Re: Lighting circuits on a ring?

In post: bh01d1$s14ah$ snipped-for-privacy@ID-122774.news.uni-berlin.de,

Yes, they usually are. I'm not sure if radial circuits are okay for lighting, a better man than me will answer that.
Cheers Tim
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Hi Dave, Lighting circuits are normally run as radials - the 10m of cable saved per house means we get to wire 1 in 100 for free!! (nothing to stop you running them in a ring if you like tho')
Richard.
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Thanks everyone.
As far as I know the circuits I have seen have been radials.
However the reasons for running power in a ring might be equally valid for lighting. This thought prompted by previous thread about how many lights you could have per circuit.
I assume with a ring you could have more lights, in the same way as a power ring can have a higher rating in the consumer unit that a power radial.
About to split off one set of lights onto a new circuit and doing it as a ring seems as easy as doing a radial (just run two wires up to the loft together).
Cheers Dave R
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They're not. Lighting loads are known and fixed and tiny compared with what you find on a ring circuit, and the cable is grossly overrated anyway with 5/6A protection, so there's no point at all.

No, because some parts of the regs which allow for use of ring circuits apply only to 30/32A protected circuits. As far as the regs are concerned, you could use a ring, but not in order to derate the cable as is done on 30/32A ring circuits.

It is likely to confuse someone later and there's no advantage, so you shouldn't do it.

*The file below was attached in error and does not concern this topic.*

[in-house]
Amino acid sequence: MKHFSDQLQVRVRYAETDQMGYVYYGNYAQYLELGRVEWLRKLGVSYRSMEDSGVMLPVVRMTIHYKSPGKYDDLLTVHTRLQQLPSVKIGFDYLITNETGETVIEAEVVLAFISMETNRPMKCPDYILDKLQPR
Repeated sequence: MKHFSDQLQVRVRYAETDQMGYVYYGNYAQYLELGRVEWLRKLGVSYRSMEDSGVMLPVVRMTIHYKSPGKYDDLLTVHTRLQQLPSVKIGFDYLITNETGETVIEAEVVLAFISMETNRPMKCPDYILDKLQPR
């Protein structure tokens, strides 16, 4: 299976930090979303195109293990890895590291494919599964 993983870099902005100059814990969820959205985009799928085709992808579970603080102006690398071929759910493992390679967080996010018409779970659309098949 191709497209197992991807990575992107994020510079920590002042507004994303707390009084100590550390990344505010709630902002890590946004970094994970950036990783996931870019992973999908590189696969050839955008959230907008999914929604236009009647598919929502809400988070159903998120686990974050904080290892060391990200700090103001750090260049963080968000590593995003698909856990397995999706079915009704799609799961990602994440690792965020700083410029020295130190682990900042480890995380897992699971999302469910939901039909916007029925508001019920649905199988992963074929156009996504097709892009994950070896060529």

--
Andrew Gabriel

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David W.E. Roberts wrote:

They normally are not.
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In post: bh01p8$1v98$ snipped-for-privacy@custnews.inweb.co.uk, I said:

Apologies for this answer, I bow to everyone else's supperior knowledge!
Tim
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No. It would be a pain to wire for no gain. The cable used is quite capable of drawing so much extra power over the MCB rating that there would be no advantage. You want to keep the MCB rating down as some switches and light fittings require to be protected for 6A.
Christian.
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Hello David

"Should"? No.
"Can" Yes.
Either ring or radial, it depends mostly on the load expected. Not many would require more power than a radial, either 1.0 or 2.5mm, can supply. No point putting in a ring unless you do need more power since it uses almost twice the wire - /although/ some layouts might actually make it more economical to install.
If you've got one in and are wondering if it's right, just don't worry; whichever it is.
--
Simon Avery, Dartmoor, UK
uk.d-i-y FAQ: http://www.diyfaq.org.uk /
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David W.E. Roberts wrote:

No, not realy. since the cables are well able to cope with teh normal 6A circuit fuysing.
The p[oint about a ring is that it allows you to have a rednuidant path back to teh box, that giuves you both a safer earth (it goes two ways) and hopefully a slightly better current distribution in the cables.
Neither of which are so relevant on lighting.

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